Wednesday, August 13, 2014


When Is a Book Not A Book?


Book of Dimma is a shrine from 11th century A book is not a book when it's a book containing parts of one book or multiple books. This medieval book reliquary was called a cumdach or a book shrine. For example, the cumdach of Dimma's Book was produced in the twelfth century to encase the eighth century Gospel Book copied by the scribe Dimma.

Another example is the cumdach of Columba's Psalter. It was a copper and silver-plated book shrine that was made in the second half of the 11th century to hold the psalter of St. Columba, a manuscript that was created in the 6th or 7th century.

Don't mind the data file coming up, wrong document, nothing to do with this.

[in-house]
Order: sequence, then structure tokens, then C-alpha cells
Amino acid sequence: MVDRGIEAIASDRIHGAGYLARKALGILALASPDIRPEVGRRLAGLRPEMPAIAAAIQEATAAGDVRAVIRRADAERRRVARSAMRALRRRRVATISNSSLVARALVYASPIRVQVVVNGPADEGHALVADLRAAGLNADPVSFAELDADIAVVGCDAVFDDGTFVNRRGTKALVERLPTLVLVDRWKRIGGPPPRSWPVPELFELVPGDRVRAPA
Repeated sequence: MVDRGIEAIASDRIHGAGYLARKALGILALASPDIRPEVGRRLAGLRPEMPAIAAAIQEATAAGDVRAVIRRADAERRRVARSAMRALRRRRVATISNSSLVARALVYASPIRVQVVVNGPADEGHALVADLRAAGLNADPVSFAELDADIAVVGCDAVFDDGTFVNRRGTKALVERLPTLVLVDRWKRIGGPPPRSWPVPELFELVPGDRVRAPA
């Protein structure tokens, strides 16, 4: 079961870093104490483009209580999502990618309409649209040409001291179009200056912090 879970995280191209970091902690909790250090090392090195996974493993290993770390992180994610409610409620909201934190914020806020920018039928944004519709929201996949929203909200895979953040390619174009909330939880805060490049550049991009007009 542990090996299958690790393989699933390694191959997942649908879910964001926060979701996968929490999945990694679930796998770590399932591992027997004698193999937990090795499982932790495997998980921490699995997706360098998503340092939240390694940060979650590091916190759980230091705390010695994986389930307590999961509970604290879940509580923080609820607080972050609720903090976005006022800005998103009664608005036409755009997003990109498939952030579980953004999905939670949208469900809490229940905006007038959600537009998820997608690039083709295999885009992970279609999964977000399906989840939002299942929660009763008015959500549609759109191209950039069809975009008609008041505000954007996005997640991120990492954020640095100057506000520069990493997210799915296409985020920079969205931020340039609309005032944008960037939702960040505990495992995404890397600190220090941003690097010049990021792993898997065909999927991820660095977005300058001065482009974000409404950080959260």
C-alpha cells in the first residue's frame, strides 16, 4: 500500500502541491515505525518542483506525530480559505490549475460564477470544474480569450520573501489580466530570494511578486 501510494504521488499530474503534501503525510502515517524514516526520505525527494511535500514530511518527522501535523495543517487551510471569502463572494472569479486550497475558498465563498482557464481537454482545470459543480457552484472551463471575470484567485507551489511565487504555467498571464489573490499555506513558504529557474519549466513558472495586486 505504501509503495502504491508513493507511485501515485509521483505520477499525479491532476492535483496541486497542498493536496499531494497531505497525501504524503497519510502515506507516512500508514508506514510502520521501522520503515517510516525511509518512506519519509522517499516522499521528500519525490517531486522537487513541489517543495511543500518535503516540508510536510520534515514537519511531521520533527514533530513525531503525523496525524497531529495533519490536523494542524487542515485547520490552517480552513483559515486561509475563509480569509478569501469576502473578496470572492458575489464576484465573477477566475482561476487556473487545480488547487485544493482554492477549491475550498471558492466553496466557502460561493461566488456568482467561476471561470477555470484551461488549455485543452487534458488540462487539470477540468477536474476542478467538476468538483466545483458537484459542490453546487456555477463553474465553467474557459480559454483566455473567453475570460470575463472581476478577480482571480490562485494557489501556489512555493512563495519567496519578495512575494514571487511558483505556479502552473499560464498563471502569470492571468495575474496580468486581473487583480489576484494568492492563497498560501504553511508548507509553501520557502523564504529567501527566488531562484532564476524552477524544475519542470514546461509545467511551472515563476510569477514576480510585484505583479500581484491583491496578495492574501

These shrines were fancy dust jackets, if you will. The cases were meant to directly resemble a book, symbolizing the important manuscripts found inside, and to protect the manuscripts from damage.

The shrines rival the books for super bling. This here on the left is the Gospel book known as the Codex Aureus or the Golden Book. It was made in the 9th century for the Holy Roman Emperor Charles II. The cover of the book is covered with gold, gems, sapphires, emeralds, and pearls.

[Both the images in this post are used with permission. They are copyrighted by Jenny Weston of Leiden University, The Netherlands and taken from http://medievalfragments.wordpress.com.]


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